S. P. McKee, G. H. Silverman, K. Nakayama, “Precise velocity discrimination despite random variations in temporal frequency and contrast,” Vision Res. 26, 609–619 (1986).
[CrossRef] [PubMed]

K. Nakayama, G. H. Silverman, “Detection and discrimination of sinusoidal grating displacements,” J. Opt. Soc. Am. A 2, 267–274 (1985).
[CrossRef] [PubMed]

Nishida, S.

M. Edwards, D. R. Badcock, S. Nishida, “Contrast sensitivity of the motion system,” Vision Res. 36, 2411–2421 (1996).
[CrossRef] [PubMed]

Pelli, D. G.

A. B. Watson, D. G. Pelli, “QUEST: a Bayesian adaptive psychometric method,” Percept. Psychophys. 33, 113–120 (1983).
[CrossRef] [PubMed]

Qi, X.

J. Yang, X. Qi, W. Makous, “Zero frequency masking and a model of contrast sensitivity,” Vision Res. 35, 1965–1978 (1995).
[CrossRef] [PubMed]

Schiller, P. H.

P. H. Schiller, N. K. Logothetis, E. R. Charles, “Role of the color-opponent and broadband channels in vision,” Visual Neurosci. 5, 321–346 (1990).

Sclar, G.

G. Sclar, J. H. R. Maunsell, P. Lennie, “Coding of image contrast in central visual pathways of the macaque monkey,” Vision Res. 30, 1–10 (1990).
[CrossRef] [PubMed]

Shapley, R.

R. Shapley, “Visual sensitivity and parallel retinocortical channels,” Annu. Rev. Psychol. 41, 635–658 (1990).
[CrossRef] [PubMed]

E. Kaplan, R. Shapley, “The primate retina contains two types of ganglion cells, with high and low contrast sensitivity,” Proc. Natl. Acad. Sci. USA 83, 2755–2757 (1986).
[CrossRef] [PubMed]

Silverman, G. H.

S. P. McKee, G. H. Silverman, K. Nakayama, “Precise velocity discrimination despite random variations in temporal frequency and contrast,” Vision Res. 26, 609–619 (1986).
[CrossRef] [PubMed]

K. Nakayama, G. H. Silverman, “Detection and discrimination of sinusoidal grating displacements,” J. Opt. Soc. Am. A 2, 267–274 (1985).
[CrossRef] [PubMed]

Sperling, G.

Stromeyer, C. F.

Thompson, P.

P. Thompson, “Perceived rate of movement depends on contrast,” Vision Res. 22, 377–380 (1982).
[CrossRef] [PubMed]

Tolhurst, D. J.

J. J. Kulikowski, D. J. Tolhurst, “Psychophysical evidence for sustained and transient detectors in human vision,” J. Physiol. (London) 232, 149–162 (1973).

D. J. Tolhurst, “Separate channels for the analysis of the shape and the movement of moving visual stimulus,” J. Physiol. (London) 231, 385–402 (1973).

van de Grind, W. A.

Van Doorn, A. J.

van Santen, J. P. H.

Watson, A. B.

A. B. Watson, A. J. Ahumada, “Model of human visual-motion sensing,” J. Opt. Soc. Am. A 2, 322–341 (1985).
[CrossRef] [PubMed]

A. B. Watson, D. G. Pelli, “QUEST: a Bayesian adaptive psychometric method,” Percept. Psychophys. 33, 113–120 (1983).
[CrossRef] [PubMed]

Wright, M. J.

M. J. Wright, “Spatiotemporal properties of grating motion detection in the center and the periphery of the visual field,” J. Opt. Soc. Am. A 4, 1627–1633 (1987).
[CrossRef] [PubMed]

A. Johnston, M. J. Wright, “Lower thresholds of motion for gratings as function of eccentricity and contrast,” Vision Res. 25, 179–185 (1985).
[CrossRef]

A. Johnston, M. J. Wright, “Visual motion and cortical velocity,” Nature (London) 304, 436–438 (1983).
[CrossRef]

Yang, J.

J. Yang, X. Qi, W. Makous, “Zero frequency masking and a model of contrast sensitivity,” Vision Res. 35, 1965–1978 (1995).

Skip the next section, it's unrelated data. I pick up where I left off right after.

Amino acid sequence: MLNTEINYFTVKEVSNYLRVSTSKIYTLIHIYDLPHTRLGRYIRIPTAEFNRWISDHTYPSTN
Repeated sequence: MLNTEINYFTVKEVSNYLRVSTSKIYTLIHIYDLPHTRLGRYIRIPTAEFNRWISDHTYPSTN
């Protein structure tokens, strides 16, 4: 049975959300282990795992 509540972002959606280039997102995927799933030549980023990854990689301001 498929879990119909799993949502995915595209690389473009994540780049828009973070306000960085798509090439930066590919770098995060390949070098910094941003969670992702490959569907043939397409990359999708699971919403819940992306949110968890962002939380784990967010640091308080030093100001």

[CrossRef] [PubMed]

J. Yang, W. Makous, “Spatiotemporal separability in contrast sensitivity,” Vision Res. 34, 2569–2576 (1994).
[CrossRef] [PubMed]

Zeevi, Y. Y.

Annu. Rev. Neurosci. (1)

W. H. Merigan, J. H. R. Maunsell, “How parallel are the primate visual pathways?” Annu. Rev. Neurosci. 16, 369–402 (1993).
[CrossRef] [PubMed]

Annu. Rev. Psychol. (1)

R. Shapley, “Visual sensitivity and parallel retinocortical channels,” Annu. Rev. Psychol. 41, 635–658 (1990).
[CrossRef] [PubMed]

J. Neurosci. (1)

W. H. Merigan, C. Byrne, J. H. Maunsell, “Does primate motion perception depend on the magnocellular pathway?” J. Neurosci. 11, 3422–3429 (1991).
[PubMed]

J. Opt. Soc. Am. (2)

J. Opt. Soc. Am. A (8)

J. Physiol. (London) (2)

D. J. Tolhurst, “Separate channels for the analysis of the shape and the movement of moving visual stimulus,” J. Physiol. (London) 231, 385–402 (1973).

J. J. Kulikowski, D. J. Tolhurst, “Psychophysical evidence for sustained and transient detectors in human vision,” J. Physiol. (London) 232, 149–162 (1973).

Nature (London) (1)

A. Johnston, M. J. Wright, “Visual motion and cortical velocity,” Nature (London) 304, 436–438 (1983).
[CrossRef]

Percept. Psychophys. (2)

M. Green, “Masking by light and the sustained-transient dichotomy,” Percept. Psychophys. 35, 519–535 (1984).
[CrossRef] [PubMed]

A. B. Watson, D. G. Pelli, “QUEST: a Bayesian adaptive psychometric method,” Percept. Psychophys. 33, 113–120 (1983).
[CrossRef] [PubMed]

Proc. Natl. Acad. Sci. USA (1)

E. Kaplan, R. Shapley, “The primate retina contains two types of ganglion cells, with high and low contrast sensitivity,” Proc. Natl. Acad. Sci. USA 83, 2755–2757 (1986).
[CrossRef] [PubMed]

Psychol. Rev. (1)

B. G. Breitmeyer, L. Ganz, “Implication of sustained and transient channels for theories of visual pattern masking, saccadic suppression, and information processing,” Psychol. Rev. 83, 1–36 (1976).
[CrossRef] [PubMed]

Science (1)

M. Livingstone, D. H. Hubel, “Segregation of form, color, movement, and depth: anatomy, physiology, and perception,” Science 240, 740–749 (1988).
[CrossRef] [PubMed]

Vision Res. (12)

M. Green, “Psychophysical relationships among mechanisms sensitive to pattern, motion and flicker,” Vision Res. 21, 971–983 (1981).
[CrossRef] [PubMed]

A. M. Derrington, P. A. Goddard, “Failure of motion discrimination at high contrasts: evidence for saturation,” Vision Res. 29, 1767–1776 (1989).
[CrossRef] [PubMed]

A. Johnston, M. J. Wright, “Lower thresholds of motion for gratings as function of eccentricity and contrast,” Vision Res. 25, 179–185 (1985).
[CrossRef]

J. J. Kulikowski, “Effect of eye movements on the contrast sensitivity of spatio-temporal patterns,” Vision Res. 11, 261–273 (1971).